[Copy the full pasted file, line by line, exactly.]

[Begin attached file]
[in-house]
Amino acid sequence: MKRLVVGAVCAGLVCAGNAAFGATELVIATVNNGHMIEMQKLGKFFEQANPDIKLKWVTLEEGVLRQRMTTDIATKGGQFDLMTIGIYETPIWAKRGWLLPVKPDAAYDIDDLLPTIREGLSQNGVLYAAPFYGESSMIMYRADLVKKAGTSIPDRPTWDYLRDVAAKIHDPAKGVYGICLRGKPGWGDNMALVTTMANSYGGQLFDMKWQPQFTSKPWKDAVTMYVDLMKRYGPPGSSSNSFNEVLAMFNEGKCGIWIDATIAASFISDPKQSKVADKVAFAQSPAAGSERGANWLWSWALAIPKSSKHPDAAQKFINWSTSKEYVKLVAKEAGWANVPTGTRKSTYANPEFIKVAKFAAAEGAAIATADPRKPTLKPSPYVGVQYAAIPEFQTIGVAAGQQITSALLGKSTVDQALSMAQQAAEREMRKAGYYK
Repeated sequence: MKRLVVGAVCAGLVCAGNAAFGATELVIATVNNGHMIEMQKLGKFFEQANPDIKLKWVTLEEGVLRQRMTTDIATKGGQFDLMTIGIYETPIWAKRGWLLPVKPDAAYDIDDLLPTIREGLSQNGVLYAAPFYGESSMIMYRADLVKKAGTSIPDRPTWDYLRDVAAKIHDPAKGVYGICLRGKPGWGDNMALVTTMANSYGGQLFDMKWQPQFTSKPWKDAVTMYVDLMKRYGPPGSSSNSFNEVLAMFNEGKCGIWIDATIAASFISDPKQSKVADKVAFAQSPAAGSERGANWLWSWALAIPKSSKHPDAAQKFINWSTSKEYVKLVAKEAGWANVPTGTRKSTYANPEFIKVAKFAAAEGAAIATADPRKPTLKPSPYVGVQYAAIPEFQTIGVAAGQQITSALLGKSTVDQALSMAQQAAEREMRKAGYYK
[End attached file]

[in-house]
Amino acid sequence: MKRLVVGAVCAGLVCAGNAAFGATELVIATVNNGHMIEMQKLGKFFEQANPDIKLKWVTLEEGVLRQRMTTDIATKGGQFDLMTIGIYETPIWAKRGWLLPVKPDAAYDIDDLLPTIREGLSQNGVLYAAPFYGESSMIMYRADLVKKAGTSIPDRPTWDYLRDVAAKIHDPAKGVYGICLRGKPGWGDNMALVTTMANSYGGQLFDMKWQPQFTSKPWKDAVTMYVDLMKRYGPPGSSSNSFNEVLAMFNEGKCGIWIDATIAASFISDPKQSKVADKVAFAQSPAAGSERGANWLWSWALAIPKSSKHPDAAQKFINWSTSKEYVKLVAKEAGWANVPTGTRKSTYANPEFIKVAKFAAAEGAAIATADPRKPTLKPSPYVGVQYAAIPEFQTIGVAAGQQITSALLGKSTVDQALSMAQQAAEREMRKAGYYK
Repeated sequence: MKRLVVGAVCAGLVCAGNAAFGATELVIATVNNGHMIEMQKLGKFFEQANPDIKLKWVTLEEGVLRQRMTTDIATKGGQFDLMTIGIYETPIWAKRGWLLPVKPDAAYDIDDLLPTIREGLSQNGVLYAAPFYGESSMIMYRADLVKKAGTSIPDRPTWDYLRDVAAKIHDPAKGVYGICLRGKPGWGDNMALVTTMANSYGGQLFDMKWQPQFTSKPWKDAVTMYVDLMKRYGPPGSSSNSFNEVLAMFNEGKCGIWIDATIAASFISDPKQSKVADKVAFAQSPAAGSERGANWLWSWALAIPKSSKHPDAAQKFINWSTSKEYVKLVAKEAGWANVPTGTRKSTYANPEFIKVAKFAAAEGAAIATADPRKPTLKPSPYVGVQYAAIPEFQTIGVAAGQQITSALLGKSTVDQALSMAQQAAEREMRKAGYYK